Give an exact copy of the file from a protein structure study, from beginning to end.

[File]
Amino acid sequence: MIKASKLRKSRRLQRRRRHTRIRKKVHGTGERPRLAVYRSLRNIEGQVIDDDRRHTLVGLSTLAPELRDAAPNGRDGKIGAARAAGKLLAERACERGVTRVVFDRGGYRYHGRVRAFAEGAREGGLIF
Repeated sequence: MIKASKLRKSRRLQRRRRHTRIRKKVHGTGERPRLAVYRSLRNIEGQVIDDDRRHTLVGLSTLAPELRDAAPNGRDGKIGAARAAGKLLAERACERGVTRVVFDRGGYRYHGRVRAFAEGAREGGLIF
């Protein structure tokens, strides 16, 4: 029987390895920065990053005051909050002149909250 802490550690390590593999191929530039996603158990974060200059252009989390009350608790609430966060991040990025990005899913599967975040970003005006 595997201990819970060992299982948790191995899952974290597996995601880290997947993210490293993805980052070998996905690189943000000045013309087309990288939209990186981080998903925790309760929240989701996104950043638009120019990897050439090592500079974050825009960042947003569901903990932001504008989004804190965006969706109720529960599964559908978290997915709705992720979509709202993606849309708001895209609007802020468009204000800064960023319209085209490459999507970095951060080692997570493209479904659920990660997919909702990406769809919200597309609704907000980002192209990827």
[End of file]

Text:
Amino acid sequence: MIKASKLRKSRRLQRRRRHTRIRKKVHGTGERPRLAVYRSLRNIEGQVIDDDRRHTLVGLSTLAPELRDAAPNGRDGKIGAARAAGKLLAERACERGVTRVVFDRGGYRYHGRVRAFAEGAREGGLIF
Repeated sequence: MIKASKLRKSRRLQRRRRHTRIRKKVHGTGERPRLAVYRSLRNIEGQVIDDDRRHTLVGLSTLAPELRDAAPNGRDGKIGAARAAGKLLAERACERGVTRVVFDRGGYRYHGRVRAFAEGAREGGLIF
């Protein structure tokens, strides 16, 4: 029987390895920065990053005051909050002149909250 802490550690390590593999191929530039996603158990974060200059252009989390009350608790609430966060991040990025990005899913599967975040970003005006 595997201990819970060992299982948790191995899952974290597996995601880290997947993210490293993805980052070998996905690189943000000045013309087309990288939209990186981080998903925790309760929240989701996104950043638009120019990897050439090592500079974050825009960042947003569901903990932001504008989004804190965006969706109720529960599964559908978290997915709705992720979509709202993606849309708001895209609007802020468009204000800064960023319209085209490459999507970095951060080692997570493209479904659920990660997919909702990406769809919200597309609704907000980002192209990827």